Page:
Cry Baby

Cry Baby March 28, 2015
Image by Kaleesha Williams
Image by Kaleesha Williams

by Kaleesha Williams cross posted from her blog The Lost (and Found) Mind of Kaleesha Williams

Who are you crying for?

Me. I weep for myself, for the me that was.  Part of the grief process, I suppose.  The stark contrast between my life now and the life I was living two years ago continues to jump out at me at occasionally and I end up in tears.  The scars are all there…


All the times I’ve ever felt like I was special to no one,
All the times I wondered if I was beautiful,

All the times the man who was supposed to love and cherish me, to have and hold me, left me doubting that love existed or would ever exist for me,
All the times I laid alone at night wondering where he was,
All the times he neglected to return my embrace,
All the times I wanted nothing more than for him to hold my hand, to give it a squeeze, to reach out and caress me,
All the times we didn’t see eye-to-eye on important issues, like how to raise the children,
All the times we didn’t see eye-to-eye on unimportant issues,
All the times I just wanted to share something with him and for him to share with me,
All the times I just wanted to be near him, to share a moment, and he acted like I wasn’t there,
All the times we just didn’t connect, didn’t understand each other,
All the times I wasn’t worth fighting for… 


And what about God?  What about all the times I cried out, soaked my pillow with tears, wanting to feel his presence, to feel some relief from physical or emotional pain?  All the times I sought comfort, direction, love, all the times I sacrificed and waited…  with nothing in return.
I had a good cry with Denny a while ago, overwhelmed yet again by the realization that those pains really are behind me.  I am no longer bound to an imaginary deity and Denny has brought healing to every other personal wound I can think of, just by being himself.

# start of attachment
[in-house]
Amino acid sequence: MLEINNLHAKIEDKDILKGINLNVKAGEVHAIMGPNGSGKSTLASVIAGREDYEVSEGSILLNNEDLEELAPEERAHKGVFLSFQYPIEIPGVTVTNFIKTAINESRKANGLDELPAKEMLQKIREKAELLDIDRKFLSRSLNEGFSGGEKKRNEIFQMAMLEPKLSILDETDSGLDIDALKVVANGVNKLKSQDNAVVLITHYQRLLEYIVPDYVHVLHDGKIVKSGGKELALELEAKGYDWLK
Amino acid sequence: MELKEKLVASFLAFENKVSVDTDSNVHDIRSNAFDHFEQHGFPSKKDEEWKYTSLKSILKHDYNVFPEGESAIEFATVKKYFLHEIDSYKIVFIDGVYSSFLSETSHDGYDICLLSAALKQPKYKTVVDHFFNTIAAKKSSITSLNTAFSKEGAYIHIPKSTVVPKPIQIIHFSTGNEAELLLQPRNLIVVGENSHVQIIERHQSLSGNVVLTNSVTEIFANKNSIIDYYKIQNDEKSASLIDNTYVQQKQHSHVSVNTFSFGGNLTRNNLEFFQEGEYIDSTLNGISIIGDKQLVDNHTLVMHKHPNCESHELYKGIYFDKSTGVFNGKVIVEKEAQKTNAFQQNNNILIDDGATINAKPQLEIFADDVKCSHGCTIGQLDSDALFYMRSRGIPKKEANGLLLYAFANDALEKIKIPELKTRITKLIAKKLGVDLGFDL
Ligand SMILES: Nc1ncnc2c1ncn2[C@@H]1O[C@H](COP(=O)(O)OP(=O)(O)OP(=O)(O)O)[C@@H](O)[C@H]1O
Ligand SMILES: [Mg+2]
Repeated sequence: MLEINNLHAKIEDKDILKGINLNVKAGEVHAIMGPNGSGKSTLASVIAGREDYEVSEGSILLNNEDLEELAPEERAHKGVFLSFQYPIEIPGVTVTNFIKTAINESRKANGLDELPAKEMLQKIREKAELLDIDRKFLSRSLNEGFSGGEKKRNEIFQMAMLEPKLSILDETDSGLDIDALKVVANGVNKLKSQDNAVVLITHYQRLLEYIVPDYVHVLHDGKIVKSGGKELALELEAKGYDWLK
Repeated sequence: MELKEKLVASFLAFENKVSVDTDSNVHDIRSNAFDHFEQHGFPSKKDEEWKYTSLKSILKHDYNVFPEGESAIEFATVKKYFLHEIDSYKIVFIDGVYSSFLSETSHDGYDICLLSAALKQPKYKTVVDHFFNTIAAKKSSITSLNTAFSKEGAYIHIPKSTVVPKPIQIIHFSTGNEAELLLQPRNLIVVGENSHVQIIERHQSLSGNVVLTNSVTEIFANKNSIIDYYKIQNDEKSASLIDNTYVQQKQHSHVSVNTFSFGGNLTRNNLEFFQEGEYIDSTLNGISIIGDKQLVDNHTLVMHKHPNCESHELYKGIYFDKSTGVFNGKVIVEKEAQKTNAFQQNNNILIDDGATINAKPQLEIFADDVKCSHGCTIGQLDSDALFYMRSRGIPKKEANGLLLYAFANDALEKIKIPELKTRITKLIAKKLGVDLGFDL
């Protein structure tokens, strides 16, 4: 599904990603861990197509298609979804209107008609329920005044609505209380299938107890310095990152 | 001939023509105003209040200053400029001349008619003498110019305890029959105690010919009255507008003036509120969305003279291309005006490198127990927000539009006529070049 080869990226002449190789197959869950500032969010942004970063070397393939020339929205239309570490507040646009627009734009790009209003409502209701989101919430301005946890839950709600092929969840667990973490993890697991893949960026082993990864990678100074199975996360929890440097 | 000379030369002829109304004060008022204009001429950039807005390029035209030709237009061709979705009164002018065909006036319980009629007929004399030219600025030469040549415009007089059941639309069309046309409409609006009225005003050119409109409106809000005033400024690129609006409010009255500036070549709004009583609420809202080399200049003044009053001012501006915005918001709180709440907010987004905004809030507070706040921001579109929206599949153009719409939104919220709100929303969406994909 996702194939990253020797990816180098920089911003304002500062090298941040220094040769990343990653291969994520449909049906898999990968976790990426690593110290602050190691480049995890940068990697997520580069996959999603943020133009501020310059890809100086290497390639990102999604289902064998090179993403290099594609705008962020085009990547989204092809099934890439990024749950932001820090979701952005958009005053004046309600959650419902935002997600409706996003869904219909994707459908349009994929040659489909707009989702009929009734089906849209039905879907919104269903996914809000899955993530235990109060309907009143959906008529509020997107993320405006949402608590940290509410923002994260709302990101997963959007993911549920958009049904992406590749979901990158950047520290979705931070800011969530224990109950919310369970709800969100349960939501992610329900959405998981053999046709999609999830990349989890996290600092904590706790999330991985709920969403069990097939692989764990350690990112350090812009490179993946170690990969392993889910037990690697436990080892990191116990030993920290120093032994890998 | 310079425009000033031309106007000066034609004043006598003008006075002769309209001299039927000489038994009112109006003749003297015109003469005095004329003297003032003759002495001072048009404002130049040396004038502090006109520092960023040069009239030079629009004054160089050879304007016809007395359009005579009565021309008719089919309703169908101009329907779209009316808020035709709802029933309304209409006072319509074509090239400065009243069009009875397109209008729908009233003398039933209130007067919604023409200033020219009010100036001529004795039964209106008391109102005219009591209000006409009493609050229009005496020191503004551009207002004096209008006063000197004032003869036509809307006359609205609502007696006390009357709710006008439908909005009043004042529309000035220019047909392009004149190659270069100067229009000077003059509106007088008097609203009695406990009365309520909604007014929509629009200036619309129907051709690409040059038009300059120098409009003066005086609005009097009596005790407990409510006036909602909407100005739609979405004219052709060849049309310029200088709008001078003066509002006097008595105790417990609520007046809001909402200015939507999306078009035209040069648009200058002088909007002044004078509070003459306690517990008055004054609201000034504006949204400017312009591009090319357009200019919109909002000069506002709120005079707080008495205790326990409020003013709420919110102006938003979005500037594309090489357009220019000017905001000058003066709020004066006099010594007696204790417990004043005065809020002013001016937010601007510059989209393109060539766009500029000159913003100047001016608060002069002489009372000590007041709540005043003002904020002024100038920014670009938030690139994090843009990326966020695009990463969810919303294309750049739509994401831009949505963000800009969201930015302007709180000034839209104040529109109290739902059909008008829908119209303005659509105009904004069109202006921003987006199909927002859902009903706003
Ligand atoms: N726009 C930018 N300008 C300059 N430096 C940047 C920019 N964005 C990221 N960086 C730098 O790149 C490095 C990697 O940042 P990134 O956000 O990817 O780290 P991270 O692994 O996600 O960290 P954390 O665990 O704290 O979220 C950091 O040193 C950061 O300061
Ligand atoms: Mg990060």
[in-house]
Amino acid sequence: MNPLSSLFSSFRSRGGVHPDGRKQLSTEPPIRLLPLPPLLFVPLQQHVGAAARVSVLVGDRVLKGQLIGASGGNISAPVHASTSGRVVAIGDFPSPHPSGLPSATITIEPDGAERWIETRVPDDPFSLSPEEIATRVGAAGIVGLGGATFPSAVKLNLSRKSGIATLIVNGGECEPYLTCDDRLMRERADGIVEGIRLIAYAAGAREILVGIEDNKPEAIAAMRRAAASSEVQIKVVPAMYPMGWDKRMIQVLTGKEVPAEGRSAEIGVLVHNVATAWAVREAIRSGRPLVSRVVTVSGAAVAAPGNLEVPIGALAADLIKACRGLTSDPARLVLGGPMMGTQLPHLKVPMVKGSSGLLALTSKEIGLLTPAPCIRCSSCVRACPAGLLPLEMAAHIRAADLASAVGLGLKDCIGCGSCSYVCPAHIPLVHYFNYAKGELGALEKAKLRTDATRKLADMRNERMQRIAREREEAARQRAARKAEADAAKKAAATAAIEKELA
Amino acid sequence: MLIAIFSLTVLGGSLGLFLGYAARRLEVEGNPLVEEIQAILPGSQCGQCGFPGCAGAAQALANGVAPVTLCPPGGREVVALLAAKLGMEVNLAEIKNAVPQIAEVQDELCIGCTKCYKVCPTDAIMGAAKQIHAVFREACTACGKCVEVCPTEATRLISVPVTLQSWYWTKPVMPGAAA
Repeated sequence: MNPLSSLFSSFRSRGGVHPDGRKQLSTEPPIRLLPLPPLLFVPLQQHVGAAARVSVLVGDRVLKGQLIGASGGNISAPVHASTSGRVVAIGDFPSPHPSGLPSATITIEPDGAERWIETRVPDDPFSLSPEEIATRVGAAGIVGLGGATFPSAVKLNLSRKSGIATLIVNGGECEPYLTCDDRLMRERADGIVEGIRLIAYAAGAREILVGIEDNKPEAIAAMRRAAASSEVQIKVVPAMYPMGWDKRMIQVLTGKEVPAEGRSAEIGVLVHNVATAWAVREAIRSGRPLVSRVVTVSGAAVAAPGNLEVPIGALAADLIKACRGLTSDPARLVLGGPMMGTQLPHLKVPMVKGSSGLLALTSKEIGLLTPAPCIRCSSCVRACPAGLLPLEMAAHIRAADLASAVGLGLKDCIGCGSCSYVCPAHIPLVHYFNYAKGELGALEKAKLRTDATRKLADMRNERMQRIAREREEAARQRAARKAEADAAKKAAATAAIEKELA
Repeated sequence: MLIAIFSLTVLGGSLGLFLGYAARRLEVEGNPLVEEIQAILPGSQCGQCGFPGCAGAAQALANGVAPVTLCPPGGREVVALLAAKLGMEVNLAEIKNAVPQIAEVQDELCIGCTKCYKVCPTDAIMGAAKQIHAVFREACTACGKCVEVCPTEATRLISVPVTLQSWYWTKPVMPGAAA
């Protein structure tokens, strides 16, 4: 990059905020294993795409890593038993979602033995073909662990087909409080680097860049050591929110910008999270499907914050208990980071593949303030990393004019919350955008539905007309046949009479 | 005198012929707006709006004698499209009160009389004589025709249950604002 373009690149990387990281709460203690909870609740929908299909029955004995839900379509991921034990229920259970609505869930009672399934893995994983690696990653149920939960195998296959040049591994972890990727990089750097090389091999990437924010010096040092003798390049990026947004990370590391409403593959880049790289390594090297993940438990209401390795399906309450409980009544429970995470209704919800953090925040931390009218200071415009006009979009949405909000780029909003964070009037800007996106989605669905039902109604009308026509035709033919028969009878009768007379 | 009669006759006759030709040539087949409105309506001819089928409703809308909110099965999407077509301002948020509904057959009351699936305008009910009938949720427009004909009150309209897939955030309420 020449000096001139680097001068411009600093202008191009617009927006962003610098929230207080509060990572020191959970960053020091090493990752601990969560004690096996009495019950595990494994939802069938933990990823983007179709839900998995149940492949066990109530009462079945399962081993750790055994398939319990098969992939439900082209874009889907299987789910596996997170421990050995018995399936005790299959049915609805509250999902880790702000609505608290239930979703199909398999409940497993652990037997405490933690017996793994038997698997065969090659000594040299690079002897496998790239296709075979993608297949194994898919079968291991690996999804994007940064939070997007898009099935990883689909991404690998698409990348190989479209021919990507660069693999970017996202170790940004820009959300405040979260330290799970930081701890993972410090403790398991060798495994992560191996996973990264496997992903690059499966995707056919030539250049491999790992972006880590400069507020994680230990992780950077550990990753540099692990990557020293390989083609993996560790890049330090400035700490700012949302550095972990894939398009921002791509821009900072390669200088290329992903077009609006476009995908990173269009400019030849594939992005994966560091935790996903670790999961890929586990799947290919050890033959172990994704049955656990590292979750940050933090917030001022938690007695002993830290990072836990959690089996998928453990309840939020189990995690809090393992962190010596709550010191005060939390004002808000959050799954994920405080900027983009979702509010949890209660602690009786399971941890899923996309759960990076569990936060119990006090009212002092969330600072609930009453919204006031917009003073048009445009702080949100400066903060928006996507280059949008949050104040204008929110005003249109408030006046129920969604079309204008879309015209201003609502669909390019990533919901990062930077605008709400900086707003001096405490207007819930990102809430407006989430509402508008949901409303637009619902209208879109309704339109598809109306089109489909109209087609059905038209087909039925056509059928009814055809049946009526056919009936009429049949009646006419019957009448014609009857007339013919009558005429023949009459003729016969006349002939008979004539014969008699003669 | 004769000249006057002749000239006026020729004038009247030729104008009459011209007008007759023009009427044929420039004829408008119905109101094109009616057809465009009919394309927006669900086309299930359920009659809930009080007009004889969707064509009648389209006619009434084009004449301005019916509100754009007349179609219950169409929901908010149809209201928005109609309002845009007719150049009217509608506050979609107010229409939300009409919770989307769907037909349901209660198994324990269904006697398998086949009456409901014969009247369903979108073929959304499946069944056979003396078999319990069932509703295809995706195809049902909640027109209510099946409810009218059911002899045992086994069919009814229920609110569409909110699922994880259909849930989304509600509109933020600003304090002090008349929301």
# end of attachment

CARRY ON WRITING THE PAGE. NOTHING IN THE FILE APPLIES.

I don’t want to forget.  I don’t want to take this life and this relationship for granted.  So, I remember.  And I cry for the Kaleesha of the past.  I don’t waste my time with regret, wondering who I would be today or wishing things had been different, but I allow myself to grieve.  It hurts me to think of anyone feeling the way I did so often.  Are there worse things in life a person can suffer?   Of course, but one pain does not diminish another.  My pain was real.  The same pain in another person at this moment is very real to them. 
A few years ago I was receiving a monthly magazine for women based upon the fundamentalist patriarchal view of the Bible; women exist to serve men, to have lots of babies if possible, and they must deny and sacrifice themselves however necessary to make this happen.  I enjoyed the magazine and, with a few exceptions, I found it encouraging.  This morning, as I was crying for myself, an article from that magazine came to mind.  It had stuck with me because over the years I had found myself shedding tears aplenty regarding the neglect listed above.  The word picture in the magazine was of a woman crying.  A stranger approached her and asked her not why was she crying, but for whom was she crying?  The author proceeded to admonish us young women to lay aside self pity, not to waste tears on ourselves, and to trust God’s will for our lives.
I found the article and read it again this afternoon.  The author made some good points about self-pity, I’ll admit.  I won’t say we’re sinful for wallowing in self-pity (she doesn’t either, but the implication is that it doesn’t glorify God), and I think some things come out during our pitiful times that we really need to consider, but I certainly don’t think it’s a condition anyone should live in.  The real problem lies in the author’s answer to the self-pity issue:


May God help us to change our questions to those that will help to bring us into growth, rather than leave us in the rut, or the pit of despair. God loves us too much to leave us where we are. He is not content with letting us stay the same. He wants to lead us on. He wants to change us into the likeness of Christ, from one degree of glory to another. If God did not allow difficulties to come to our lives, we’d stagnate instead of grow.
Let’s ask this question continually, “Lord, what are you saying to me? I am listening as I read your precious Word. I want to hear you speak into my heart. What are you telling me through these circumstances I am going through?’


Do you know what’s going to happen if you ask God these questions, if you look to him for answers?  The same thing that will happen if I look for answers from the invisible pet dragon in my living room; not a damned thing.  That said, ask questions.  Examine the pity and ask yourself if there is something you could or should do to better yourself or your situation.  If it’s completely out of your control make peace with it, draw upon your inner strength.  You will discover good things about yourself, you will grow, but it probably won’t be enough.